SP Marais: ‘What I learnt from losing my contract’

SP Marais has had a long and difficult journey to his current contract with the Stormers. He talks about the resilience he has learnt along the way.

By Mandy Collins* 

Fullback SP Marais has worked for several of South Africa’s rugby unions before settling at the Stormers in January of this year. He’s moved a dozen times, won and lost contracts, and even retired from rugby when it looked like things were hopeless.

But he’s managed to pull himself out of a difficult situation, and has learnt several lessons about life and himself along the way.

I think people assume you have to have been a rugby star at school – but that’s not what happened with you.

At school I never played Craven Week or even first team. In my matric year, I was only in the second team. I had quite a few injuries that meant I missed Standard 9, 10 and my first year out of school. In matric I basically missed the entire year – I only played two matches.

StormersLogo18022014-biznews.comIn 2007 – I was a massive fan of Frans Steyn, and I heard he’d gone to this rugby academy in New Zealand, but unfortunately I didn’t qualify. So I went to Alan Zondagh’s Rugby Performance Centre (RPC) in Riebeek West, because you train like a pro there. I made it to the Currie Cup U19 team for Boland, but I broke my ankle, so that was the end of that.

What changed?

In my second year, things were looking up. I made the Boland U21 Currie Cup team. I was offered opportunities to go to the Cheetahs or the Leopards, and I decided to go to the Leopards because of the exposure they could give me. So I moved to Potchefstroom, and in 2010 I played Currie Cup and Varsity Cup for their U21 team. It was a good year – I got a call to join the senior side for the promotion-relegation match, and that was my pro debut.

You did quite a bit of moving around then – can you tell us about that?

I got the opportunity to join the Kings for two years, or to go to the Cheetahs. I decided again to go with the smaller union, because I felt that game time was crucial. So at the end of 2010 I moved to Port Elizabeth and I was there for two and a half years, playing Currie Cup first division and Vodacom Cup.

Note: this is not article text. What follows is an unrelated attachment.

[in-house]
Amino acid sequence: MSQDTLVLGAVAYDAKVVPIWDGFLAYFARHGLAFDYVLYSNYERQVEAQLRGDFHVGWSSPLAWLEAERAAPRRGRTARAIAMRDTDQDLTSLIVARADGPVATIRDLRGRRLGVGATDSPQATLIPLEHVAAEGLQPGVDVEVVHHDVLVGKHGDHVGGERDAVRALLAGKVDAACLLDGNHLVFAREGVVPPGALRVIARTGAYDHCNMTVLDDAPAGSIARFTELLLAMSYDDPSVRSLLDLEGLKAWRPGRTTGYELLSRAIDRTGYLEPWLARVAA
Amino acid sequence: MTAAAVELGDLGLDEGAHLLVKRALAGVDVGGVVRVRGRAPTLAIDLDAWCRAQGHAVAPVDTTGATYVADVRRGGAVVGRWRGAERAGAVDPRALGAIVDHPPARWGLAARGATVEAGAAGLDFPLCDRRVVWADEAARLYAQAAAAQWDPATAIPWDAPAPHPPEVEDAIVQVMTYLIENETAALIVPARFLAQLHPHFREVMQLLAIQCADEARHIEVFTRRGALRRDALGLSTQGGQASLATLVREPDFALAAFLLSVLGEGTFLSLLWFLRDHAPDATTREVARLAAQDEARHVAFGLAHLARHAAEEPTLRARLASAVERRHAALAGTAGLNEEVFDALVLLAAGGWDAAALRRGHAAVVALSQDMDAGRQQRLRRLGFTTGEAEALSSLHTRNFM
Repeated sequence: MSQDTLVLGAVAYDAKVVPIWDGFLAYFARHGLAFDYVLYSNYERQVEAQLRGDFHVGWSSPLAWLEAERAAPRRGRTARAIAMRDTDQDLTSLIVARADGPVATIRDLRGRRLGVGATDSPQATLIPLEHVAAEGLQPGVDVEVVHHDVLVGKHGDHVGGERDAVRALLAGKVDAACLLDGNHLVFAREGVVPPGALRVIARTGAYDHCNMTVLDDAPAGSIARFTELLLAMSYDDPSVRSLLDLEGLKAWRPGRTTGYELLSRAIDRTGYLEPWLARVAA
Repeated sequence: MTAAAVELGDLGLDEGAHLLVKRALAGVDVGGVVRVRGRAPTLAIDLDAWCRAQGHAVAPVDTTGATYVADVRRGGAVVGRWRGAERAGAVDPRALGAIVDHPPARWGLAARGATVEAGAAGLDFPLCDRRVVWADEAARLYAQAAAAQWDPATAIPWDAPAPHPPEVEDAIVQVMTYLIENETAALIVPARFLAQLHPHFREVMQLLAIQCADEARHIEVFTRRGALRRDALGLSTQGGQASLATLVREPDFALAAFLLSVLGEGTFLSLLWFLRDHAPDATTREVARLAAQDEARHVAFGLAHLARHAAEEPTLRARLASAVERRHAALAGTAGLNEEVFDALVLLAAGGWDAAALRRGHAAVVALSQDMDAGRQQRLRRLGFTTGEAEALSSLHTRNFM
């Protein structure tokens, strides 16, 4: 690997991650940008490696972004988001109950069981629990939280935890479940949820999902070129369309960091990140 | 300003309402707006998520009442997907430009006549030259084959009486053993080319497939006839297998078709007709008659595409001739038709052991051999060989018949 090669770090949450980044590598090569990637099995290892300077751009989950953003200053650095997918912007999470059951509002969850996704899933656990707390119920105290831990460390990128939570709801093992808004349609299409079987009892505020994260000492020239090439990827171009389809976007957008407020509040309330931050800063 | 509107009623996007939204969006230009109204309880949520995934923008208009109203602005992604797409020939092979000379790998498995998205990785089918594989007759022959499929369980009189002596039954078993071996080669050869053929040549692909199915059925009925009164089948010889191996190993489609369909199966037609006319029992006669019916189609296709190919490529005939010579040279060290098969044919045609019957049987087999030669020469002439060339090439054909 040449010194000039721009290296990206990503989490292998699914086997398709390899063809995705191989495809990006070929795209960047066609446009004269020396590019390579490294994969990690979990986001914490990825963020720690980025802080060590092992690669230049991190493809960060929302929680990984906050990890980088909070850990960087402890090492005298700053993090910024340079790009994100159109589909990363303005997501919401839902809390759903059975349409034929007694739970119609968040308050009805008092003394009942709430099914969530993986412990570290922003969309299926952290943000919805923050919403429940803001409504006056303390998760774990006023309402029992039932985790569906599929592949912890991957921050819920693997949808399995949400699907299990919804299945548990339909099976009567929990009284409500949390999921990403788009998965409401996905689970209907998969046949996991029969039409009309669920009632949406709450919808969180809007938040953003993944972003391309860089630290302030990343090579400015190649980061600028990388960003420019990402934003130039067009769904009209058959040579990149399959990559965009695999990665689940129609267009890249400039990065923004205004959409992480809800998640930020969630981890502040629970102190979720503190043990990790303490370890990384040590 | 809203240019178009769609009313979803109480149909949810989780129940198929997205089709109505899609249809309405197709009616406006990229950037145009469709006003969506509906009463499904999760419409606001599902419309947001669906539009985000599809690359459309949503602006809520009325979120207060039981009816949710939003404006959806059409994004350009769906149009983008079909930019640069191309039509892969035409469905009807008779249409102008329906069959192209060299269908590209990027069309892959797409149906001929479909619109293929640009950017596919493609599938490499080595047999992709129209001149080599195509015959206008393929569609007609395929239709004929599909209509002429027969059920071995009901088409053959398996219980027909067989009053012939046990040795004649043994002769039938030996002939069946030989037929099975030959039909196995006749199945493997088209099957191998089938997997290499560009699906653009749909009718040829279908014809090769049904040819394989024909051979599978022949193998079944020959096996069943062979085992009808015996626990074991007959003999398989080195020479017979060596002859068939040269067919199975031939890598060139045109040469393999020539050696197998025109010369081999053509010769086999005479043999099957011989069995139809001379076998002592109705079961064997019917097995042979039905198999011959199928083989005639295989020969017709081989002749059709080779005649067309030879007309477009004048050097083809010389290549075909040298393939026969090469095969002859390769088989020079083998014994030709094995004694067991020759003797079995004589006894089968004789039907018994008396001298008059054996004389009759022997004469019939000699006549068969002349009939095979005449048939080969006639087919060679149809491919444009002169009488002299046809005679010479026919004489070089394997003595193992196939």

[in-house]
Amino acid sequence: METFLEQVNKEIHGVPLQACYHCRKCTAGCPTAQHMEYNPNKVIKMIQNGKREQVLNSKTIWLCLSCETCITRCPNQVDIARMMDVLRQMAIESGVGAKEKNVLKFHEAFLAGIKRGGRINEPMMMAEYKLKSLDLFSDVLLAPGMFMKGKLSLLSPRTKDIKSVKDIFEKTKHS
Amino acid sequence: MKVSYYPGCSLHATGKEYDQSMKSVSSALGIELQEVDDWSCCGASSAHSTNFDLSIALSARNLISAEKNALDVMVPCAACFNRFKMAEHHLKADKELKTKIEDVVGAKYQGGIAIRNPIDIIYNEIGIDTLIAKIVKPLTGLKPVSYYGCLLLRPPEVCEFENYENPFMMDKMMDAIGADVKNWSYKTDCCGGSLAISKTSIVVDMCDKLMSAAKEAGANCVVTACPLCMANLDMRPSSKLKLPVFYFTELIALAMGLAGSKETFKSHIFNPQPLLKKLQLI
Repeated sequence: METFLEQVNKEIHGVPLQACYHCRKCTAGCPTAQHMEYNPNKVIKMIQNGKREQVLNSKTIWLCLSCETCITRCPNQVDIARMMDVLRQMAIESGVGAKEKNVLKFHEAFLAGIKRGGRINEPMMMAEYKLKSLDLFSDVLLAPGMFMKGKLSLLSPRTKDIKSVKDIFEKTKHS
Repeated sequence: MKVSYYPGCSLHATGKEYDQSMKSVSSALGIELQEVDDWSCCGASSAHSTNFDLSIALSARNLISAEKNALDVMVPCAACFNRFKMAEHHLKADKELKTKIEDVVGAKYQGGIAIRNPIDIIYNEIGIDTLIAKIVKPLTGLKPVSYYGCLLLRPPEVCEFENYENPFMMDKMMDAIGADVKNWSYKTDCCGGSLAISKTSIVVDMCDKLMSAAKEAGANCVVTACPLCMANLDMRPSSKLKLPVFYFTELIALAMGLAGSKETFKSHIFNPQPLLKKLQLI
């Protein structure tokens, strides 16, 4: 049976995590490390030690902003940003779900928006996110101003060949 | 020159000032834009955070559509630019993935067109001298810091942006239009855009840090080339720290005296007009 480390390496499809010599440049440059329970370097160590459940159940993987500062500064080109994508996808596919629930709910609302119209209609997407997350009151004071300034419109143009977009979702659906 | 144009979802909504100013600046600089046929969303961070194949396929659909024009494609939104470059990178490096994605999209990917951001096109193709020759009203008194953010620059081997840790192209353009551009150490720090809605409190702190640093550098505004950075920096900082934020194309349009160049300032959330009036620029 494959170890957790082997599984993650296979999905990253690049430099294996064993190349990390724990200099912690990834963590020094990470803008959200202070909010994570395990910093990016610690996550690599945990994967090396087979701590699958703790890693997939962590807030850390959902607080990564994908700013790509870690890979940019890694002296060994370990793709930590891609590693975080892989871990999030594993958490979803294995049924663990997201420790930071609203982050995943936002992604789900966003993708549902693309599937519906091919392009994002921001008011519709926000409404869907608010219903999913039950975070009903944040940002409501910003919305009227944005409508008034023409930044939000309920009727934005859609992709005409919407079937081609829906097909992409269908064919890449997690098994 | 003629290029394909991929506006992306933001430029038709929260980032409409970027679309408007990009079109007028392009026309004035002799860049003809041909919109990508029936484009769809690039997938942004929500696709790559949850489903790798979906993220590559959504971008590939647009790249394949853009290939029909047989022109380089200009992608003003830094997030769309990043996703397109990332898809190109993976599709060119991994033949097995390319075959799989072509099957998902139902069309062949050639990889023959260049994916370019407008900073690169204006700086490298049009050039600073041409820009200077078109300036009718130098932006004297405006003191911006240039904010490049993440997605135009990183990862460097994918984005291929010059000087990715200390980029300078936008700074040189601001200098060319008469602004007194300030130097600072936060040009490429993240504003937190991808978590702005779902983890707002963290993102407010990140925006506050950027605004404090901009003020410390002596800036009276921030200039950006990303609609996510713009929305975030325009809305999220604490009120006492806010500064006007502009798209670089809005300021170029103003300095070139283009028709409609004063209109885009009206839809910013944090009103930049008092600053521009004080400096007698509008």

In 2013 I played Super Rugby for the Southern Kings, and unfortunately at the end of the tournament, we lost to the Lions. I was given the opportunity to join the Sharks, and I felt the time was right to cement my future in SA Rugby in the Currie Cup competition. We won the Currie Cup in 2013, and I got to play three Currie Cup seasons and three Super Rugby seasons in my time there

However, my contract wasn’t renewed and I was looking for a job, and I was offered a place at the Kings, but when I got there, thanks to a huge amount of mismanagement, we were told that they couldn’t pay us. SARU took over administering the contracts, but there wasn’t one for me. I really felt like I was in the desert – I had nothing and nowhere to go.

Super RugbyFrom there, I got a short contract with the Blue Bulls in 2016 playing Super Rugby. But at the end of the contract they let me go and I was back in the desert. So I decided to retire. Luckily that was short-lived – In November 2016, Gert Smal called from the Stormers, and after a lot of convincing from my wife, I joined them. I had moved seven times in 11 months – and I had to pay for that out of my own pocket. So I was quite reluctant to take that risk again.

I joined the Stormers in January of this year, and I feel very fortunate to be there until 2019 – for my wife especially, as she doesn’t have to pack up and move for a while.

Moving to a new union or club must come with its challenges: which change is hardest to adapt to?

Every time you move you are back at square one. It’s like going to high school for the first time. There’s a new structure, a new way of playing and new team mates. The sooner you can adapt to that and become a part of it all, the easier it is to settle in.